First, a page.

Tyre grip on wet roads generally decreases with increasing speed. Its value at a given speed depends on many factors. The purpose of this report is to examine (1) how the variation of friction with speed affects stopping distances, and (2) the problem of extracting information on the stopping distances experienced by vehicles from road friction measurements using standard equipment, such as SCRIM. A brief review is given of present understanding of wet road-tyre friction. Based on this, an examination of the relationship between SCRIM measurements and those of the average tyre reveals that, while no useful quantitative statements can be made, certain qualitative guidelines can be laid down. A convenient formula is derived for stopping distances which takes account of the decrease of tyre grip with speed. Tables of stopping distances based on this formula are presented. One conclusion is that stopping distances from speeds above about 80 km/h are greater, often considerably greater than would be expected from road-tyre grip measured at 50 km/h. An incidental but important finding of the report is that the grip of the tyres of heavy vehicles (lorries and buses) is lower, often much lower than that of ordinary cars implying that these vehicles are more likely to skid and have longer stopping distances. /Author/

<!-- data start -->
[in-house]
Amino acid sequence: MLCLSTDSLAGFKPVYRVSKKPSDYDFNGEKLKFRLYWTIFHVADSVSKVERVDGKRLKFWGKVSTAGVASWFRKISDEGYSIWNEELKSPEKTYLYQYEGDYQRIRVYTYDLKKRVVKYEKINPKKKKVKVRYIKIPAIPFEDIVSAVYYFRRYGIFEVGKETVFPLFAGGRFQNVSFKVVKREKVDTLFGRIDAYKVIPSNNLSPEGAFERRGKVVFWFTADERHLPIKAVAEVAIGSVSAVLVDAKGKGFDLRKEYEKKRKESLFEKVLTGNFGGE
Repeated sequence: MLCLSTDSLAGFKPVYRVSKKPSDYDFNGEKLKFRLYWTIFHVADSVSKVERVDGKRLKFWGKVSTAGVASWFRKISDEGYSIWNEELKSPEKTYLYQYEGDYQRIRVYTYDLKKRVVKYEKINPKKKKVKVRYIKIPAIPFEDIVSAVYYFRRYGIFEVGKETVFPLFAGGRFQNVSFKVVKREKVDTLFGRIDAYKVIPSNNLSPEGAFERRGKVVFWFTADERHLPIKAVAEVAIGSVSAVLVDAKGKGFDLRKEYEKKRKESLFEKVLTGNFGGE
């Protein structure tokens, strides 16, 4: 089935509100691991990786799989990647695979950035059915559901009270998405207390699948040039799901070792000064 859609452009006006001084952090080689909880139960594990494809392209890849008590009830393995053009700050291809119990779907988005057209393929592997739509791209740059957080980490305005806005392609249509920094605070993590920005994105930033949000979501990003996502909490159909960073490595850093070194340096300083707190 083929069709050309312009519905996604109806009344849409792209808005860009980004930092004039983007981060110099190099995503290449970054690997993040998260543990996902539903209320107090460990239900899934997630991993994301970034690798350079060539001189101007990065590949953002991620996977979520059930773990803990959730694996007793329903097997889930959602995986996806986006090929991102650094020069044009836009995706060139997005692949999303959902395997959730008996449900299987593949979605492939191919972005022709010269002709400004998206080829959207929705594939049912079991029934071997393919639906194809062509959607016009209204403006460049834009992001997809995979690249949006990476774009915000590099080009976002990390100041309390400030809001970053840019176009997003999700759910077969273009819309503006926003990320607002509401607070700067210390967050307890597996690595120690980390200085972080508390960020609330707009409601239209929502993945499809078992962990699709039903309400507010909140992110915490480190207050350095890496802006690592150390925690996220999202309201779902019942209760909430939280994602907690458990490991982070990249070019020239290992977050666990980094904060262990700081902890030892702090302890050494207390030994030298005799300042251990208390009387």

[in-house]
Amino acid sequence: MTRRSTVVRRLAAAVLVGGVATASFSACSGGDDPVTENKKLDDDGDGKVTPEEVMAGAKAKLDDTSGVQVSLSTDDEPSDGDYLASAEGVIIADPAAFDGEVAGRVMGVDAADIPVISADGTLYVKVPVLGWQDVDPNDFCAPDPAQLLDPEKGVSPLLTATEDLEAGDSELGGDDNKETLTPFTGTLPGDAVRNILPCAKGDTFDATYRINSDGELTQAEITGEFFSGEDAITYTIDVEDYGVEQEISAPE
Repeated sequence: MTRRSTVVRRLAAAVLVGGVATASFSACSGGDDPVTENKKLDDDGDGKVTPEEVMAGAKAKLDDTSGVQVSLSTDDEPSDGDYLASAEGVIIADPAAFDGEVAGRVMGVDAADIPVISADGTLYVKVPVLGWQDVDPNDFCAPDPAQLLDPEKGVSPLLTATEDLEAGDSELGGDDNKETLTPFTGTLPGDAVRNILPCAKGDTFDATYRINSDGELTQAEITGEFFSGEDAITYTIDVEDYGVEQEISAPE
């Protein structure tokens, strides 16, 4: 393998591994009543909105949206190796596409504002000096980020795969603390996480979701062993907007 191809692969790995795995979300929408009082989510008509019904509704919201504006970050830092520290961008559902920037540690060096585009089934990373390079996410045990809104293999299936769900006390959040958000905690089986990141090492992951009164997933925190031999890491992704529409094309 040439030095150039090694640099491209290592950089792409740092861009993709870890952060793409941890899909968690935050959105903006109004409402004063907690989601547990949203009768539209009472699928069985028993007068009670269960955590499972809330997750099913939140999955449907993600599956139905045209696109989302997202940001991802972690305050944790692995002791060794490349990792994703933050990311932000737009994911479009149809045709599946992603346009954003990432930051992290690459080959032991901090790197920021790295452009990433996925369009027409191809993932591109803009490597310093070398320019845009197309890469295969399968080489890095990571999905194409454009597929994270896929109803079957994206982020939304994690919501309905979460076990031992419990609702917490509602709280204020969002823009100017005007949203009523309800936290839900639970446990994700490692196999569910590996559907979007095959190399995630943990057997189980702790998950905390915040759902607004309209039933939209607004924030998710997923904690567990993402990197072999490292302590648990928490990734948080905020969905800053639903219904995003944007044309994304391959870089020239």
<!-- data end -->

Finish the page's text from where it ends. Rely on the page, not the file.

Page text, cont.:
• Corporate Authors:

    An Foras Forbartha

    St Martin's House, Waterloo Road
    Dublin 4,   Ireland 
  • Authors:
    • Golden, J M
  • Publication Date: 1976-11

Media Info

  • Features: Appendices; Figures; References; Tables;
  • Pagination: 43 p.

Subject/Index Terms

Filing Info

  • Accession Number: 00149170
  • Record Type: Publication
  • Report/Paper Numbers: Report No. RS183
  • Files: TRIS
  • Created Date: May 31 1977 12:00AM